464 pages, 7.97 × 5.14 × 0.94 in
March 31, 1999
The following ISBNs are associated with this title:
ISBN - 10: 0676971962
ISBN - 13: 9780676971965
Read from the Book
Prefatory NoteThis book is based on what Yvonne Johnson holds to be her own truths about the life she has lived. However, since there is never only one way to tell a story, other persons involved in this one may well have experienced and remember differently the events and actions here portrayed. The book is also based on my research into the circumstances of Yvonne’s life. Besides over five years of dialogue with her, this research involved travel to various places crucial to the story; interviews wherever possible; attendance at trials; and the gathering of data from court, police, government, school, and newspaper records in both Canada and the United States.I have gathered together Yvonne’s words, as given in the present text, as she and I agreed, from various sources: largely her seventeen black prison notebooks, her letters to me, her comments on official records and documents, her statements to police, my notes of our conversations in person or on the telephone, numerous audiotapes. She has a natural gift of language, which at any moment will follow a detail and widen into incident, story, often humour. This was at first sometimes confusing, even disorienting, until I recognized that her thinking was often circular, revolving around a given subject, and her writing almost oral in the sense that I had to catch the tone of her inflection to understand exactly how the incidents she was remembering connected; where the expanding images or even parables with which she tried
From the Publisher
The powerful, major book, acclaimed across Canada, from the great-great-granddaughter of Chief Big Bear and Rudy Wiebe, twice winner of the Governor General's Award for Fiction. A story of justice and social injustices, of murder and morality, and of finding spiritual strength in events that might break us, told with redeeming compassion and poetic eloquence. Stolen Life is a raw, honest, and beautifully written account of the troubled society we live in, and a deeply moving affirmation of spiritual healing.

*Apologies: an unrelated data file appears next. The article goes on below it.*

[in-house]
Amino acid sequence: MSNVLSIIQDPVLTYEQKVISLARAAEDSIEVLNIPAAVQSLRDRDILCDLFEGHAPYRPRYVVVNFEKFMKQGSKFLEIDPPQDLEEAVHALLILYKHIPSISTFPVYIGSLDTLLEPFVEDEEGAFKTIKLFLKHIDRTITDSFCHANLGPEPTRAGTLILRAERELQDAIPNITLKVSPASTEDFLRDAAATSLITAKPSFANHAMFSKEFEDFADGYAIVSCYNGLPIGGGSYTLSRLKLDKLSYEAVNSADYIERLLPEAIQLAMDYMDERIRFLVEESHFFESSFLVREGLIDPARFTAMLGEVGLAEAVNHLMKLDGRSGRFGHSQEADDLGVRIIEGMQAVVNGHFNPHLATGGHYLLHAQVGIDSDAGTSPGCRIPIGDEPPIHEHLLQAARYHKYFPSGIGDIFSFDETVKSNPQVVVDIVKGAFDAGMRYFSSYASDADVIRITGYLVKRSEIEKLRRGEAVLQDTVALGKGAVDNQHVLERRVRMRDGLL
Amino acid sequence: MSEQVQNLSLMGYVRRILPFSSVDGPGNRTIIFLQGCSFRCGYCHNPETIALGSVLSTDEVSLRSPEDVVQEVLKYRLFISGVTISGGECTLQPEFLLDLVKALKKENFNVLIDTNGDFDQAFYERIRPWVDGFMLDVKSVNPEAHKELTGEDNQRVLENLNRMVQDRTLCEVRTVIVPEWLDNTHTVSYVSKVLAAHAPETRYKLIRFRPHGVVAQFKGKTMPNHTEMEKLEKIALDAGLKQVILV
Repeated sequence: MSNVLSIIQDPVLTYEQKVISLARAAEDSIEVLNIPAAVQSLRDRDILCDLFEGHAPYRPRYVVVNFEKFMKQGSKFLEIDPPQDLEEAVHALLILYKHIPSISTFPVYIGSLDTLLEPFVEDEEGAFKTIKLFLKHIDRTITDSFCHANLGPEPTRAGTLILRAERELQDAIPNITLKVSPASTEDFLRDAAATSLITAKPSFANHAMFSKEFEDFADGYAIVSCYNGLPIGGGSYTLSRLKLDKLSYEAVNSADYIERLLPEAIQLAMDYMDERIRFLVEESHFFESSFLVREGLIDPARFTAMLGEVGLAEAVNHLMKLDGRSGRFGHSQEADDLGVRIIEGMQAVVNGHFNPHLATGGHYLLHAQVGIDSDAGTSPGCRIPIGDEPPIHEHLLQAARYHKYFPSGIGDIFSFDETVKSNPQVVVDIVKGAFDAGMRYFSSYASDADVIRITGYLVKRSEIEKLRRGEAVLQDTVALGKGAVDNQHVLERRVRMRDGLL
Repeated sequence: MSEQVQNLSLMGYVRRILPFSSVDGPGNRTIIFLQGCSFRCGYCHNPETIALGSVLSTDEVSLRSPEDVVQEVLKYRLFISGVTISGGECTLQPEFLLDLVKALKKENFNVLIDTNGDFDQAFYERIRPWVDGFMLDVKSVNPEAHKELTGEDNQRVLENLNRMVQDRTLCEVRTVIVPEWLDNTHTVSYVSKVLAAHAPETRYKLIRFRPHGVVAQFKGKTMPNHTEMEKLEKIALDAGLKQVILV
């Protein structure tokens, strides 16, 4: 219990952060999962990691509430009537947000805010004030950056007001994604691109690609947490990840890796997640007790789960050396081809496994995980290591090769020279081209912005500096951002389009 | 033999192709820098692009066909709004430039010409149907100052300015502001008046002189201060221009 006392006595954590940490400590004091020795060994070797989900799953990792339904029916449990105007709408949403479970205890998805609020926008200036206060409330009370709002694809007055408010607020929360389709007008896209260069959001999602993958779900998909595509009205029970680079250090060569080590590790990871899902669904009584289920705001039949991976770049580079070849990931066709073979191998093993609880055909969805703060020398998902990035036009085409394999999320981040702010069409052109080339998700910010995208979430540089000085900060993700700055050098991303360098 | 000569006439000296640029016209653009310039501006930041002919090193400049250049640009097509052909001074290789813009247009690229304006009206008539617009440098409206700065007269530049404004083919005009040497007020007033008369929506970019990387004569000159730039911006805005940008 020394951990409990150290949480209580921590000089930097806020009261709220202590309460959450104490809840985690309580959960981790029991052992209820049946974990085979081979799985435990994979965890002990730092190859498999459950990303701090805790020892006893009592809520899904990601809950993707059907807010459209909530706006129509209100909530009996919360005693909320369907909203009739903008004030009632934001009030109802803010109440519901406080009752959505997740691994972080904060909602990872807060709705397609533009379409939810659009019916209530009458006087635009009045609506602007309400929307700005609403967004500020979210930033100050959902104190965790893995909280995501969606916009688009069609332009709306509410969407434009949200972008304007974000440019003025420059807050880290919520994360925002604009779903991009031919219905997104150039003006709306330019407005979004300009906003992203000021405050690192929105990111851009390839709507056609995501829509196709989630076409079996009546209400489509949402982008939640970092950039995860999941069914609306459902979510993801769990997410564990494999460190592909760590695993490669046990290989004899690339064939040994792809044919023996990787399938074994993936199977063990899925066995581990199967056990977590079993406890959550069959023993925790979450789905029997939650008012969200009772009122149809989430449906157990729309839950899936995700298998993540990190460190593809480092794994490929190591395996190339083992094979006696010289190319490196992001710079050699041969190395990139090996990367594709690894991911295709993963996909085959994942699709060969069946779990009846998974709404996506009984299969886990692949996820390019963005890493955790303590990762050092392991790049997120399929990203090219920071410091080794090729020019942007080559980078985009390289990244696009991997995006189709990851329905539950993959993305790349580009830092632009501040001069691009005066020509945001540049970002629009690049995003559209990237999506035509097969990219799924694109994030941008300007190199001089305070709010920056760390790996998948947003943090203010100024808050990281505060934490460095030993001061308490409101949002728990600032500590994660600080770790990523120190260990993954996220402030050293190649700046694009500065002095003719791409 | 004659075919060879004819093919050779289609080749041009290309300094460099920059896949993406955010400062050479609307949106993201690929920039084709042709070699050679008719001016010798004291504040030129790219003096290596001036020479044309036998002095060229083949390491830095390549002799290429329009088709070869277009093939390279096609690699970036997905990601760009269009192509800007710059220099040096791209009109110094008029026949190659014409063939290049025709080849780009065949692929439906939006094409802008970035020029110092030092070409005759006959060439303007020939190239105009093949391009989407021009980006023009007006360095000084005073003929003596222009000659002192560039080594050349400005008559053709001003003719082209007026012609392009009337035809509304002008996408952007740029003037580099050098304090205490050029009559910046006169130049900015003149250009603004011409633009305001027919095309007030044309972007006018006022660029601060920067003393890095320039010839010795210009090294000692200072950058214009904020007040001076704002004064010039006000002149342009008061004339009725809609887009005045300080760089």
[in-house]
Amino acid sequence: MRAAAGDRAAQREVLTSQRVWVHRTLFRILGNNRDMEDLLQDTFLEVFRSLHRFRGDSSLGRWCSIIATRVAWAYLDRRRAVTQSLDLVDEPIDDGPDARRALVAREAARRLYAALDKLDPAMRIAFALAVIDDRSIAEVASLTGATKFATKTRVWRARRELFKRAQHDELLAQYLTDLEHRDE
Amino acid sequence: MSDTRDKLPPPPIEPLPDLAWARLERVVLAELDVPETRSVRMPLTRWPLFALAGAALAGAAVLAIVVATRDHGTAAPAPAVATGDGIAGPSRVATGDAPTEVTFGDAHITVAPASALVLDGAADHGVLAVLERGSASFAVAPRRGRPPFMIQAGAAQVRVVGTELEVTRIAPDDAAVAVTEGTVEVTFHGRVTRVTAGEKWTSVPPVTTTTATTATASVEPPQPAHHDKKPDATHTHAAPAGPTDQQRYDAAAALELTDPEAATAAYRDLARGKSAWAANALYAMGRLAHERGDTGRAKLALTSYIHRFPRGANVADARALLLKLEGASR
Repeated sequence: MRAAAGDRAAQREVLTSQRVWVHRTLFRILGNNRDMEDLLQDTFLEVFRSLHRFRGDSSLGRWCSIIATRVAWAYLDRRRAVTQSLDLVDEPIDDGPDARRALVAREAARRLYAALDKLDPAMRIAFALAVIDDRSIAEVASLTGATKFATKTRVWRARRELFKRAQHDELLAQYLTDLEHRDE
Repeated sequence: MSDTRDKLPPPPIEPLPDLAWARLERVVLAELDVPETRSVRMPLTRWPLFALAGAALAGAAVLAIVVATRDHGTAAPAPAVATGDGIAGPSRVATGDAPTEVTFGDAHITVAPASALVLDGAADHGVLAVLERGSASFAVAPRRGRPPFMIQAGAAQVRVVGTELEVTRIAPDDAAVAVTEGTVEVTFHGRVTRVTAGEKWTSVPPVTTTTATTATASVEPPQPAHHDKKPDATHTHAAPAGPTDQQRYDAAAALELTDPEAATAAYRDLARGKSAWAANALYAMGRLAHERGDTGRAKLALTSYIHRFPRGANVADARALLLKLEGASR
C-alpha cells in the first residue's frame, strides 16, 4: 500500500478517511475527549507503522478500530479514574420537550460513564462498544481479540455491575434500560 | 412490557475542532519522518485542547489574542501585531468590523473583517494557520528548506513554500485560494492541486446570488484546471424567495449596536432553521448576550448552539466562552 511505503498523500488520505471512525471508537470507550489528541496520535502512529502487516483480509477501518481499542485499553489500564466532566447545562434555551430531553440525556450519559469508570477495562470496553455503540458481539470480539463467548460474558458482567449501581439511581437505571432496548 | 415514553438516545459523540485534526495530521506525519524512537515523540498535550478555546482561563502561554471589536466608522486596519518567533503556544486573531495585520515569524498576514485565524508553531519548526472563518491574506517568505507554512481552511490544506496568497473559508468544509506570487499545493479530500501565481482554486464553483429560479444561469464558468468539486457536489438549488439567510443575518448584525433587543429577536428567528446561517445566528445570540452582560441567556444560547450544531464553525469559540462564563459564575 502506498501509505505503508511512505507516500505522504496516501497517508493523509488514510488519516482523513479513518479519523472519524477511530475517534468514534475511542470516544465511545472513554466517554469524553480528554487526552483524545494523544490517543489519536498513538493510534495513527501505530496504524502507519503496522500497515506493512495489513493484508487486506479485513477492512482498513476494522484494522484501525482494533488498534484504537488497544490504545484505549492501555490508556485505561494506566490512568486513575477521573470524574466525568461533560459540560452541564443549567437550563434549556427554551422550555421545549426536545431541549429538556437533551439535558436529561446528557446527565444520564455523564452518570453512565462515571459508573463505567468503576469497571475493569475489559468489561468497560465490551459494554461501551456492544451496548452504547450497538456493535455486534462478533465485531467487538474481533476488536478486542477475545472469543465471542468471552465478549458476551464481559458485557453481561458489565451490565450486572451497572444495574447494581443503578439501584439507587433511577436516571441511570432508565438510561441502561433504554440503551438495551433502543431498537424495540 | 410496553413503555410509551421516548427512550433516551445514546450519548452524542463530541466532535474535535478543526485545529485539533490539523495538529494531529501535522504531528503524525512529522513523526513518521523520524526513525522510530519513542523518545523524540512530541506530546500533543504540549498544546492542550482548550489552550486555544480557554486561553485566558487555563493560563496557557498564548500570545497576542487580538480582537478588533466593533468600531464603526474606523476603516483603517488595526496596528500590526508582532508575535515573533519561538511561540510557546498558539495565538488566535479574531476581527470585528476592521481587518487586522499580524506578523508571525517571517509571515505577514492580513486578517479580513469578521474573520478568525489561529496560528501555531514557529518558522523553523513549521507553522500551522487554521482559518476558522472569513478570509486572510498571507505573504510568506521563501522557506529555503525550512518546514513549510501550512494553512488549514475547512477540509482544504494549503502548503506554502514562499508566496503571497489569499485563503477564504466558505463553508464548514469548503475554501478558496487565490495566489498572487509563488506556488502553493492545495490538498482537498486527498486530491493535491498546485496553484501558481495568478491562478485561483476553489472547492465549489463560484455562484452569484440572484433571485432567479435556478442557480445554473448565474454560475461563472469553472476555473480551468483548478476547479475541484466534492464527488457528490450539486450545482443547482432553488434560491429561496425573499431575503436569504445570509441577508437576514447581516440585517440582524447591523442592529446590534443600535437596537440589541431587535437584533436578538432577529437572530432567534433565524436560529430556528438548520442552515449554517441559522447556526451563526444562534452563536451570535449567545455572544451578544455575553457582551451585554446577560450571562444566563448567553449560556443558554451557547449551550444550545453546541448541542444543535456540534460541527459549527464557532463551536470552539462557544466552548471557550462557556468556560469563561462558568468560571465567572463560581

About the Author
Yvonne Johnson a member of the Red Pheasant Cree Nation in Saskatchewan, was imprisoned for first-degree murder in 1991 in the Kingston Federal Prison for Women. Married with three children, she is now at the Okimaw Ohci Healing Lodge for Native Women in Saskatchewan.
Rudy Wiebe is the author of three short-story collections, eight novels and a book of essays. There was a television adaptation of his acclaimed novel The Temptations of Big Bear in 1999.
From Our Editors
Written with the help of award winning author Rudy Wiebe, this acclaimed novel tells of Yvonne Johnson's experience while imprisoned for first-degree murder in 1991, and the spiritual strength she eventually found. A compelling story of murder, morality, justice and injustice, Stolen Life: The Journey of A Cree Woman is Johnson's account of the troubled society we live in. Powerful and eloquent, this is a book about Indian life, of stolen land and stolen lives.
"Stolen Life is 'a gift of understanding' — A compelling story infused with hope and spirituality —." —The Financial Post
"Stolen Life is] the rarest of treasures— an unexpected joy — Here are two friends who prove to one another that individuals can reach across a nation's mistakes, and offer forgiveness — an amazing collaboration. [A] triumph — Yvonne Johnson and Rudy Wiebe have written the book that will shatter the silence, revealing secrets about stolen land and stolen lives, if only we are brave enough to confront their meaning." —The Edmonton Journal
"Brilliant— Rudy Wiebe works here like a great jazz guitarist ... with consummate skill. An essential [book] for anyone who believes [in] establishing justice." —The Toronto Star
“The story [is] told as poignantly as Frank McCourt’s Angela’s Ashes, and every bit as heartbreaking as Ann-Marie MacDonald’s Fall on Your Knees. Stolen Life [demonstrates] the humbling and unyielding power of forgiveness, a power that lives on, in spite of everything, in nameless but heroic people like Yvonne Johnson.” – The Georgia Straight